Thursday, December 27th
Over the past several days we've recapped 2018 in the year in sports at Vermont's high schools and our area colleges and universities. But our sports world goes beyond those school walls.
We start in February when about 40 athletes with ties to our area made the trip to PyeongChang South Korea for the 2018 Winter Olympics. Five of them ended up bringing back medals.
Burke Mountain Academy grad Mikaela Shiffrin entered the games with hopes of medaling in each of the five alpine skiing disciplines. She delivered with a gold in giant slalom to open her games before shockingly failing to podium for the first time all year in her signature event, the slalom. Weather delays and cancellations forced her to drop the two speed events, downhill and super G.
But Shiffrin capped off her Olympics with a silver in combined. She then returned to Vermont in November and won her third straight slalom gold at the Killington World Cup.
Snowboarder Jamie Anderson has ties to the Green Mountain State as well, as her mother lives in Hartland. Anderson won a second straight Olympic gold in slopestyle and added a silver in big air as well.
Saranac Lake resident and New England native Chris Mazdzer made history in men's luge as he became the first American man to ever claim a men's singles luge medal at the Olympics. Mazdzer took a silver, finishing less than three-hundredths of a second out of gold medal position.
And Mazdzer wasn't the only one who made history. Part-time Stratton resident Jesse Diggins, alongside teammate Kikkan Randall, came from behind on the final stretch of the Women's Nordic team sprint to steal the gold from Sweden. It was the first gold ever won by Americans in Nordic skiing, and just the second ever medal after Brattleboro's Bill Koch took 30 kiolmeter silver in 1976. Diggins, along with a large chunk of the US Nordic team, then competed in the US Ski Supertour Finals at Craftsbury Outdoor center in March. Fittingly, Diggins claimed another gold in the 30K mass start.
But there was only one Olympian born and raised in our area that took home a medal from PyeongChang. Montpelier native and all-time leading scorer for the UVM women's hockey team Amanda Pelkey was named to Team USA on New Year's Day. Pelkey recorded two assists over 5 games as the Americans took down Canada in a shootout to claim just their second ever gold medal. Pelkey returned to Vermont multiple times over the course of the Spring and Summer to show off her new hardware.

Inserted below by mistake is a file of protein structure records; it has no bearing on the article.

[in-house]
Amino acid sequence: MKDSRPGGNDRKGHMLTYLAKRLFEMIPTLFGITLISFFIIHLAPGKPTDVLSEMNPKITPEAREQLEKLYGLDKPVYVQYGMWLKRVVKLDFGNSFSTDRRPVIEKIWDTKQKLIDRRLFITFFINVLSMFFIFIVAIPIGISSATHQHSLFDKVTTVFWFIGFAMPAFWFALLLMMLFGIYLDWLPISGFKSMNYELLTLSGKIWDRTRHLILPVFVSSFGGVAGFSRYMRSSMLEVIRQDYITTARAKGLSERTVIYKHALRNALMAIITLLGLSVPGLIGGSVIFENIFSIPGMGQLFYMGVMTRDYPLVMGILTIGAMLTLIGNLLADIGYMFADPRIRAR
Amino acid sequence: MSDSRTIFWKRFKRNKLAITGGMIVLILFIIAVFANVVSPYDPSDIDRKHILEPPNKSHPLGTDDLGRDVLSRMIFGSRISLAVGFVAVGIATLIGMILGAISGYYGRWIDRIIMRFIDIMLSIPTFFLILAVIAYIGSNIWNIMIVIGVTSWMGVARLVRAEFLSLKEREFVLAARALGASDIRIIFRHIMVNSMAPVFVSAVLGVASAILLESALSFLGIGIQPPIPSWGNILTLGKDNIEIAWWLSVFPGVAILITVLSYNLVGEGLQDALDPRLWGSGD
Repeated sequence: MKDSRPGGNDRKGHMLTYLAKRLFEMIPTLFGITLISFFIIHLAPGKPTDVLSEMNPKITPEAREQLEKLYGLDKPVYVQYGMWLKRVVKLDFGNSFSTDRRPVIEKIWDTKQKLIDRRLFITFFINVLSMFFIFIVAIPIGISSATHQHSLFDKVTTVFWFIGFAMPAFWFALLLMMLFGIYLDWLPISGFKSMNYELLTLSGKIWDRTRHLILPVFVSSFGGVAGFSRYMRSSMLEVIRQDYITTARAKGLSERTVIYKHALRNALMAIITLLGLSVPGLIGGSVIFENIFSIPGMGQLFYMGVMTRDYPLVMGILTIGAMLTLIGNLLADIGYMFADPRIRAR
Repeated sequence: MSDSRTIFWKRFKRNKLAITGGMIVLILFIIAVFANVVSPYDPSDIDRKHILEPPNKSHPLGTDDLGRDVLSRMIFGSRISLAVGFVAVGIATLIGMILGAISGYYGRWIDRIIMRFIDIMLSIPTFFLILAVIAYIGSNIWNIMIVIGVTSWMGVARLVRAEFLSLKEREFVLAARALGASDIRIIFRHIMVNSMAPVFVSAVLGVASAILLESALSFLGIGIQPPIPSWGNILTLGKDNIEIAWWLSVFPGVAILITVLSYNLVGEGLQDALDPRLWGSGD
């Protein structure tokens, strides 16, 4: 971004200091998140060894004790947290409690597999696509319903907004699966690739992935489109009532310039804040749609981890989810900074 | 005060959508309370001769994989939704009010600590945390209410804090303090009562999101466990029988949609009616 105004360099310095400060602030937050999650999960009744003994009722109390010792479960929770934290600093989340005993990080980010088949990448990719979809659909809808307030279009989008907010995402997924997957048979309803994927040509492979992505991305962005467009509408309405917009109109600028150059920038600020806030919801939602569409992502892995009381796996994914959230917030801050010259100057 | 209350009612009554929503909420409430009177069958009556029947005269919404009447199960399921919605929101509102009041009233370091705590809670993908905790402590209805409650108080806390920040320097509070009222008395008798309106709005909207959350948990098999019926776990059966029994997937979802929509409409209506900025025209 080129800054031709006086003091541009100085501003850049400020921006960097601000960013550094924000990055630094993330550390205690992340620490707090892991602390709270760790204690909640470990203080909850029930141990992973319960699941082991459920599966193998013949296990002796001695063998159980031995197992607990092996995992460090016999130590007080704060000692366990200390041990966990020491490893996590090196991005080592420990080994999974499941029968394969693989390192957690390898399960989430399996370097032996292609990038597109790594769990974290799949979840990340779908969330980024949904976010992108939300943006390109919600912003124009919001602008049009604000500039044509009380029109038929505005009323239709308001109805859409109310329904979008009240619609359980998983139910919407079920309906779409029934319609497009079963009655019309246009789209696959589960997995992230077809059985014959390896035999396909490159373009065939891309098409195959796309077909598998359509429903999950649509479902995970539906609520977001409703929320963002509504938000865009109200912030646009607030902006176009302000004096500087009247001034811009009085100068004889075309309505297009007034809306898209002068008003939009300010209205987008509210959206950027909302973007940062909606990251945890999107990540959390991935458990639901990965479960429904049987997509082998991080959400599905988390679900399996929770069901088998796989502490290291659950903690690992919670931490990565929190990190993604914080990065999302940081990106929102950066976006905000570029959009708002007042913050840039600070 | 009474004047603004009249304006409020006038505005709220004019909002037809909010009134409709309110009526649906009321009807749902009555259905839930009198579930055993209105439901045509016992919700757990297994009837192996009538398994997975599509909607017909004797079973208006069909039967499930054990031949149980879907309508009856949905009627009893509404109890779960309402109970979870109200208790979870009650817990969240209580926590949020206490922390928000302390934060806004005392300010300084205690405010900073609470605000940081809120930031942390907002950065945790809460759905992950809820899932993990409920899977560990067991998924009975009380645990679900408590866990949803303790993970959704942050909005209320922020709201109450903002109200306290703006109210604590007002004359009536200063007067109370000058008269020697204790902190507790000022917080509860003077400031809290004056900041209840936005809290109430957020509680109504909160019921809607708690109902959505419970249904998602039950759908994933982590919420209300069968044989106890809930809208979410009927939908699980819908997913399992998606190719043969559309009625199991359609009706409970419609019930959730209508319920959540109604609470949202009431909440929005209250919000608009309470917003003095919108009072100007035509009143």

As the snow and ice melted, Vermonters got back on the links. For the second straight year, Drake Hull of Rutland Country Club claimed the Vermont Am, beating rival Max Major on the final hole of the final round at Country Club of Vermont in Waterbury in July. A few weeks later, the course hosted the women's amateur as well, with Tiffany Maurycy of Orleans Country Club claiming her first title after years of close calls.
On the diamond, it was another successful year for the Vermont Lake Monsters as the club finished above the .500 mark in consecutive seasons, the first time the Monsters had accomplished that feat since doing it three straight years from 1994 through 96. Payton Squier led the way in his second season in Burlington, and the Monsters got in on the recent trend of local food theme nights, as they became the Vermont Maple Kings for a pair of games.
The NECBL teams in our area experienced moderate success, with the Upper Valley Nighthawks and Vermont Mountaineers finishing just on either side of the .500 mark, though neither made the playoffs.
It had been four years since the Post 91 baseball team had last won a Vermont Legion state title, but the squad primarily made up of Essex natives reclaimed the club's place on top. Facing a 2-0 deficit in the 7th and the prospect of a winner-take-all game on August 1st against Colchester, Post 91 started a rally with 2 outs, and Corey Gianelli plated Grady Cram with a hit through the infield to give the club its 9th title.
At the little league level, it was South Burlington who once again claimed a state title by taking down Lyndon. But the Vermont champs were outmatched at the regional tournament in Connecticut, dropping games to both Rhode Island and New Hampshire
It was yet another wild year on the track at Thunder Road. Four drivers would finish within 30 points of the King of the road title, each of them holding the lead at least once and claiming at least two feature wins. Jason Corliss had the flare for the dramatic, taking the season opening Community Bank 150, the Labor Day Classic, and his second straight Milk Bowl to finish second in the standings.
Fellow Barre native Cody Blake took the Memorial Day Classic and finished fourth, while South Burlington's Trampas Demers was third. But for the second time in three years, Scott Dragon was king of the road. The Milton native turned his season around by winning the Governor's Cup in July, and followed that up by claiming double points at the Midseason Championship the next week to edge Corliss by 11 points. Dragon will have his eyes set on a third title in four years in 2019.